The unique appearance of the Hobart Synagogue is truly remarkable as it the oldest synagogue in Australia and is also a very rare example of a style of architecture known as Egyptian Revival.
Prior to the design and erection of their synagogue, the Hebrew residents of Hobart had worshipped at the home of one of their prominent residence, a man named Judah Solomon. By April 1843, the Jewish congregation had determined to build themselves a new house of prayer that was specifically dedicated to the God of Israel and in order to make this a reality, they had begun to collect donations to pay for the construction. The plot of land on which the synagogue sits was formally a part of Judah Solomon’s garden who very generously donated the land to the cause.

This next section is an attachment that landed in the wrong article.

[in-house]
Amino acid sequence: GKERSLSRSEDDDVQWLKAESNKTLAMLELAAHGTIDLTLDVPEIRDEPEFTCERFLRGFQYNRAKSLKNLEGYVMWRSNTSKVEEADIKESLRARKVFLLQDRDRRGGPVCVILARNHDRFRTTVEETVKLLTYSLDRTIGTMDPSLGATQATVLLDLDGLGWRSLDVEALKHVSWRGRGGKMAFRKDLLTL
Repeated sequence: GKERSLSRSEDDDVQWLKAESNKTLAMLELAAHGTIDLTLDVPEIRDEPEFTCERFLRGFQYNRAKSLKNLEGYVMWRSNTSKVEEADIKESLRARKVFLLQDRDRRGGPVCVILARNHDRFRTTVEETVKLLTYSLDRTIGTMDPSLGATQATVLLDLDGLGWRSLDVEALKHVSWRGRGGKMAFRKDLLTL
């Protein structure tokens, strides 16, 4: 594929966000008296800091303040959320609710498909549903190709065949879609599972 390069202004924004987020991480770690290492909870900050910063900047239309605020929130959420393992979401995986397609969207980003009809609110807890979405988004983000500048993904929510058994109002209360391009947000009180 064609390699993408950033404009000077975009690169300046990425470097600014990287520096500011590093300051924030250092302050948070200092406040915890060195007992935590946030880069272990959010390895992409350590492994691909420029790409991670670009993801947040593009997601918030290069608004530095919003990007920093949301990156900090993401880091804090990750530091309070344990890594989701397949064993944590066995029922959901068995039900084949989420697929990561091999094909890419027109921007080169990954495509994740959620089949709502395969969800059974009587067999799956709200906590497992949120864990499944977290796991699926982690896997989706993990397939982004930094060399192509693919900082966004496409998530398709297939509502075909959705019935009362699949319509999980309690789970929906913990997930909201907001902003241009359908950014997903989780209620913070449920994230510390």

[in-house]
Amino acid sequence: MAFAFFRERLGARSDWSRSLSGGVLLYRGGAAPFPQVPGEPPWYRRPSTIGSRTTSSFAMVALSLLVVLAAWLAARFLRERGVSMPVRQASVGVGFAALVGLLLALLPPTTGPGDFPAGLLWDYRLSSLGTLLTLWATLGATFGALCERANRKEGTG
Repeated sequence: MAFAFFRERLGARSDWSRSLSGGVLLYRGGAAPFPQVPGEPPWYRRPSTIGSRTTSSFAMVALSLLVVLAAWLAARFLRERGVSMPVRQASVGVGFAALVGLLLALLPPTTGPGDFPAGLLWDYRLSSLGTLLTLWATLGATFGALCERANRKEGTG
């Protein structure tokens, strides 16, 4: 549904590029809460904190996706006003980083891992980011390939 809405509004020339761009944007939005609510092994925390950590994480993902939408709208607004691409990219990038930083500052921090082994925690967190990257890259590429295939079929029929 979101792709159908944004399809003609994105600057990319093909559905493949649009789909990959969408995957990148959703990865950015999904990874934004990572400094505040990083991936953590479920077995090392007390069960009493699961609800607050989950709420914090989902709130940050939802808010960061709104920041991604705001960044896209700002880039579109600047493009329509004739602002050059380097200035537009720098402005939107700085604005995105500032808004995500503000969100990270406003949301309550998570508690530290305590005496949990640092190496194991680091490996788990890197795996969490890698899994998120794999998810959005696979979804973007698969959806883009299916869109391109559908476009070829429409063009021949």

The foundation stone for the new building was dedicated at a ceremony held in August 1843 and building for the new synagogue was commenced to a unique design that had been put together by an architect named James Alexander Thomson who had earlier arrived in the colony as a convict.
The building was undertaken by the firm of Kirk & Fisher and the elaborate stone carvings that adorn the front façade of the building were principally done by Mr Fisher himself. The new synagogue was officially opened in July 1845 and the building remains a unique fixture of the Argyle St streetscape to this day. The workmanship, beauty and overall appearance of the building were reported to have elicited universal admiration.
Main Text & Information Source –
“The Story of Central Hobart – Street By Street” – Donald Howatson 2015